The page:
critical messages are assigned to a queue and can no longer be prioritised. TSN technology can address these issues

CC-Link IE TSN combines the benefit of a well- developed open Ethernet framework with Gigabit bandwidth along with the added capabilities of IEEE 802.1 TSN technologies

Managing and prioritising data delivery is a crucial element of the Smart Factory envisioned by Industry 4.o. John Browett, general manager of CLPA Europe, looks at how TSN can address the needs of effective data delivery and support manufacturers All these aspects are challenging for


s Industry 4.0 drives the adoption of cutting-edge machines, robots and

sensors in manufacturing, network technologies that facilitate their communications to create an interconnected smart factory become even more crucial. Time-Sensitive Networking (TSN) offers a key tool to future-proof industrial Ethernet for the ‘Factories of the Future’.1 The Smart Factory envisioned by

Industry 4.0 can help manufacturing industries boost their productivity, efficiency, product quality and consistency. This is possible by having machinery and equipment that improves industrial processes through automation, communications and self-optimisation. To do so, large volumes of data need to

be gathered from a broad range of operational technology (OT) systems, processed efficiently – ideally via edge computing, and then transmitted to top floor IT infrastructures. Therefore, Smart Factories need a networking technology that does more than handling increasingly greater data traffic. The network of the future must be able

to bridge IT and OT. In order to successfully merge field and higher enterprise levels, smart industrial networks should be able to prioritise any time-critical control messaging, as well as assign bandwidth in a faster, more controlled and accurate manner.


most industrial Ethernet networks. In particular, within the field level, traditional industrial Ethernet networks often use bandwidth hungry over-provisioning approaches to transfer both time-critical and non-urgent data. They may also work on non-standard

“Best Effort” data delivery systems to optimise determinism. These use Class of Service (CoS) mechanisms to guarantee Best Effort bounded end-to-end latency of time-sensitive data traffic. However, CoS could also be responsible for the delay of urgent process data in these set- ups. In fact, when the transmission of a non-urgent message is underway, time-

by offering an Ethernet standard that implements deterministic capabilities on an ISO/OSI (International Standards Organization/Open Systems Interconnection) Data Link Layer. More precisely, the Institute of Electrical and Electronics Engineers (IEEE) standards 802.1 governing TSN functionalities defines a number of traffic shaping and scheduling tools that guarantee the efficient delivery of any kind of data on an Ethernet network. A key element, defined in IEEE 802.1Qbv,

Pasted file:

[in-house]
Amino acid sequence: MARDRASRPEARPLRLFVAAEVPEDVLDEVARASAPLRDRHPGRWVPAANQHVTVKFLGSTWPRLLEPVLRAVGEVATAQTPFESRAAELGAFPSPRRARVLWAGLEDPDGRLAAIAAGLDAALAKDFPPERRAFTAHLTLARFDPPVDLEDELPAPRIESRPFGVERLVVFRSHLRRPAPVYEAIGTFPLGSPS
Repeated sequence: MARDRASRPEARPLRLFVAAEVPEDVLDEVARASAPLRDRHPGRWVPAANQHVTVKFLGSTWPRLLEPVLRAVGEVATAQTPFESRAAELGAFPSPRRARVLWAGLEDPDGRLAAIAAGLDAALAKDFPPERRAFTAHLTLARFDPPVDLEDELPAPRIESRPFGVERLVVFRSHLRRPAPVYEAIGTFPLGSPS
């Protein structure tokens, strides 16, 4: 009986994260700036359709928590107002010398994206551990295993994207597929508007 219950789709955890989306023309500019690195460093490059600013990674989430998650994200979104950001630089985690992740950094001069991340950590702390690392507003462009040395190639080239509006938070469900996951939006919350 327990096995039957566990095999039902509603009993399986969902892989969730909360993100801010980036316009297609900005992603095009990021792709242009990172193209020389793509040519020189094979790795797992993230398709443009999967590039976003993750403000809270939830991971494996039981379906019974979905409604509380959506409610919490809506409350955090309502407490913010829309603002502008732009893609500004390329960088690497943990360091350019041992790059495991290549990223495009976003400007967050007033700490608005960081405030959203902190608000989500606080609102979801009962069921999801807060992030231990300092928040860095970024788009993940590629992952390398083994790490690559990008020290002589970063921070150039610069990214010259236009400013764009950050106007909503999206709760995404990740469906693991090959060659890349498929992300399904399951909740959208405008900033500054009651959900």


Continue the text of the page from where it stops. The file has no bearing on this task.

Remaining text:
is TSN’s Time-Aware Scheduler (TAS). This is a gate driver that priorities Ethernet frames on the basis of their transmission time. When urgent cyclic data need to be transferred, TAS temporarily interrupts the transmission of non-urgent traffic. As a result, time-sensitive data can be delivered within the reserved time slots for high-priority traffic. IEE802.1Qbv also specifies a length-

'Factories of the Future' is the European Union's €1.15 billion public- private partnership for advanced manufacturing research and innovation. It is the EU's main programme for realising the next industrial revolution: materialising Factories 4.0. EFFRA

TSN’s Time-Aware Scheduler (TAS) allows time-sensitive data to be delivered within the reserved time slots for high-priority traffic

aware scheduling mechanism to optimise bandwidth usage. When the scheduler receives a message that needs to be transmitted, the overall length of the frame is checked. If the frame can fit without affecting high priority traffic, the scheduler sends this information. If not, the message is queued or, as defined by IEEE 802.1Qbu and IEEE 802.3br, can be transmitted into two separate parts (frame pre-emption). Thanks to these different IEEE 802.1

sub-standards and tools, TSN can enhance the reliability of traditional industrial Ethernet protocols, and tailor both bandwidth and latency based on the specific application requirements. Consequently, critical and non-critical data traffic can efficiently coexist. The established open industrial Ethernet

technology CC-Link IE has adopted TSN. CC-Link IE TSN combines the benefit of a well-developed open Ethernet framework with Gigabit bandwidth along with the added capabilities of IEEE 802.1 TSN technologies. The system is built around ISO/OSI

Layers 3 to 7, and adopts IEEE 802.1AS and IEEE 802.1Qbv standards concerning synchronisation and scheduled traffic. By choosing the CLPA and CC-Link IE

TSN, end users can rely on network solutions at the forefront of automation. Industries can adapt to manufacturing demands and turn their factories into smart, interconnected systems.

The CC-Link Partner Association (CLPA)


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